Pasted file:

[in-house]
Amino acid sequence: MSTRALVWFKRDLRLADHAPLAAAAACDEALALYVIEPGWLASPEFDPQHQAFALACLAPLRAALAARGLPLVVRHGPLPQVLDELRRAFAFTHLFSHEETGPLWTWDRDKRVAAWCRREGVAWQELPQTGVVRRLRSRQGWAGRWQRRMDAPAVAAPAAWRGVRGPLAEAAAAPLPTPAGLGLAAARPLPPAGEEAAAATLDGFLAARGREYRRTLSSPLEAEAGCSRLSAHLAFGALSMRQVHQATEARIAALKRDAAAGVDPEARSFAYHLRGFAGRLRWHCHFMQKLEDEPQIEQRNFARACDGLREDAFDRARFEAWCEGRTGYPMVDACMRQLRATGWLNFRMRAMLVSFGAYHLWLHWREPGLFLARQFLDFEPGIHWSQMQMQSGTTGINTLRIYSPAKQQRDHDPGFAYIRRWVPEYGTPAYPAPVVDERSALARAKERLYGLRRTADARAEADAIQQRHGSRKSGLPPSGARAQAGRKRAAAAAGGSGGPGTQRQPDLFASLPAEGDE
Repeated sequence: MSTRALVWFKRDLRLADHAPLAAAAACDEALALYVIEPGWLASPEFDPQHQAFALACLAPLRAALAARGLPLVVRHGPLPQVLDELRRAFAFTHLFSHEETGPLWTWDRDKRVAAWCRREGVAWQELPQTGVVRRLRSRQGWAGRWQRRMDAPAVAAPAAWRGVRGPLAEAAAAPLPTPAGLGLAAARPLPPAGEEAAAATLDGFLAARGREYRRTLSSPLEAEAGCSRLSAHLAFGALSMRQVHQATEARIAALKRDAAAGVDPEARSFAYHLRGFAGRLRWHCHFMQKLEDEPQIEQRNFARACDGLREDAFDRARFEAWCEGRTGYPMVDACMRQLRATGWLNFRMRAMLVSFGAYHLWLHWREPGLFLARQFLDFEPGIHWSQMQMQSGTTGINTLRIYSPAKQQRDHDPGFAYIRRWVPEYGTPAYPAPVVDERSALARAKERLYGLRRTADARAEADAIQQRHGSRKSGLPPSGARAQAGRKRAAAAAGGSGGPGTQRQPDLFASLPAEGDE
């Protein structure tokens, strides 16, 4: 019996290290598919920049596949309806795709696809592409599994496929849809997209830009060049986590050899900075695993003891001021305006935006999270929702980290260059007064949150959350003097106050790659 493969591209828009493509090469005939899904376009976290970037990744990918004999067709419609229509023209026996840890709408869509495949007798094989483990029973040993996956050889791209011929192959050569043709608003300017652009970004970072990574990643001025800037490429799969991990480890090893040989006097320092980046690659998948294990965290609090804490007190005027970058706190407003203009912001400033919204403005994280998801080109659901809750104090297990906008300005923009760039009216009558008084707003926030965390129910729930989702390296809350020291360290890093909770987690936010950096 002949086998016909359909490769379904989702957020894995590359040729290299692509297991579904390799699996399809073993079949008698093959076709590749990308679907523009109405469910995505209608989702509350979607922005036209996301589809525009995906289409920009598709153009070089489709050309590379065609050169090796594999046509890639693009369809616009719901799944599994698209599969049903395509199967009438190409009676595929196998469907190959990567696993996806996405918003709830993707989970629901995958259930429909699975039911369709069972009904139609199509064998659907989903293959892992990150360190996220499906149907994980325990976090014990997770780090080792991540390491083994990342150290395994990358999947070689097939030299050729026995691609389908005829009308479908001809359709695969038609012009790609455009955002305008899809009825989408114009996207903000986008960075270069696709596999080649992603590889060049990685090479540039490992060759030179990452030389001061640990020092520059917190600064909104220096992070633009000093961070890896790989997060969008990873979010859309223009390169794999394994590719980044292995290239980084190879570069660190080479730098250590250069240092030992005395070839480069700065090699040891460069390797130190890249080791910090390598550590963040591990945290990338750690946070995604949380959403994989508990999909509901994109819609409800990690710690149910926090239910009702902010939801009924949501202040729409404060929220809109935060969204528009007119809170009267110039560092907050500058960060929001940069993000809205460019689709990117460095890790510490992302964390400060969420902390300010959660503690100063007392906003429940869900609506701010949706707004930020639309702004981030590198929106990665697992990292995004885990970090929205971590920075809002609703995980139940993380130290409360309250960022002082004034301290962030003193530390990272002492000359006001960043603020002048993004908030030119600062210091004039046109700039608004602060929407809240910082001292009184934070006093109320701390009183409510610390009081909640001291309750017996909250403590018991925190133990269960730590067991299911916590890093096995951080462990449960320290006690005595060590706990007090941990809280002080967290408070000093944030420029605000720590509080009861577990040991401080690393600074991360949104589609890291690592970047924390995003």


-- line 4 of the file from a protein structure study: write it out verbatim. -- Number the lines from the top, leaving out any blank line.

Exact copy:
């Protein structure tokens, strides 16, 4: 019996290290598919920049596949309806795709696809592409599994496929849809997209830009060049986590050899900075695993003891001021305006935006999270929702980290260059007064949150959350003097106050790659 493969591209828009493509090469005939899904376009976290970037990744990918004999067709419609229509023209026996840890709408869509495949007798094989483990029973040993996956050889791209011929192959050569043709608003300017652009970004970072990574990643001025800037490429799969991990480890090893040989006097320092980046690659998948294990965290609090804490007190005027970058706190407003203009912001400033919204403005994280998801080109659901809750104090297990906008300005923009760039009216009558008084707003926030965390129910729930989702390296809350020291360290890093909770987690936010950096 002949086998016909359909490769379904989702957020894995590359040729290299692509297991579904390799699996399809073993079949008698093959076709590749990308679907523009109405469910995505209608989702509350979607922005036209996301589809525009995906289409920009598709153009070089489709050309590379065609050169090796594999046509890639693009369809616009719901799944599994698209599969049903395509199967009438190409009676595929196998469907190959990567696993996806996405918003709830993707989970629901995958259930429909699975039911369709069972009904139609199509064998659907989903293959892992990150360190996220499906149907994980325990976090014990997770780090080792991540390491083994990342150290395994990358999947070689097939030299050729026995691609389908005829009308479908001809359709695969038609012009790609455009955002305008899809009825989408114009996207903000986008960075270069696709596999080649992603590889060049990685090479540039490992060759030179990452030389001061640990020092520059917190600064909104220096992070633009000093961070890896790989997060969008990873979010859309223009390169794999394994590719980044292995290239980084190879570069660190080479730098250590250069240092030992005395070839480069700065090699040891460069390797130190890249080791910090390598550590963040591990945290990338750690946070995604949380959403994989508990999909509901994109819609409800990690710690149910926090239910009702902010939801009924949501202040729409404060929220809109935060969204528009007119809170009267110039560092907050500058960060929001940069993000809205460019689709990117460095890790510490992302964390400060969420902390300010959660503690100063007392906003429940869900609506701010949706707004930020639309702004981030590198929106990665697992990292995004885990970090929205971590920075809002609703995980139940993380130290409360309250960022002082004034301290962030003193530390990272002492000359006001960043603020002048993004908030030119600062210091004039046109700039608004602060929407809240910082001292009184934070006093109320701390009183409510610390009081909640001291309750017996909250403590018991925190133990269960730590067991299911916590890093096995951080462990449960320290006690005595060590706990007090941990809280002080967290408070000093944030420029605000720590509080009861577990040991401080690393600074991360949104589609890291690592970047924390995003």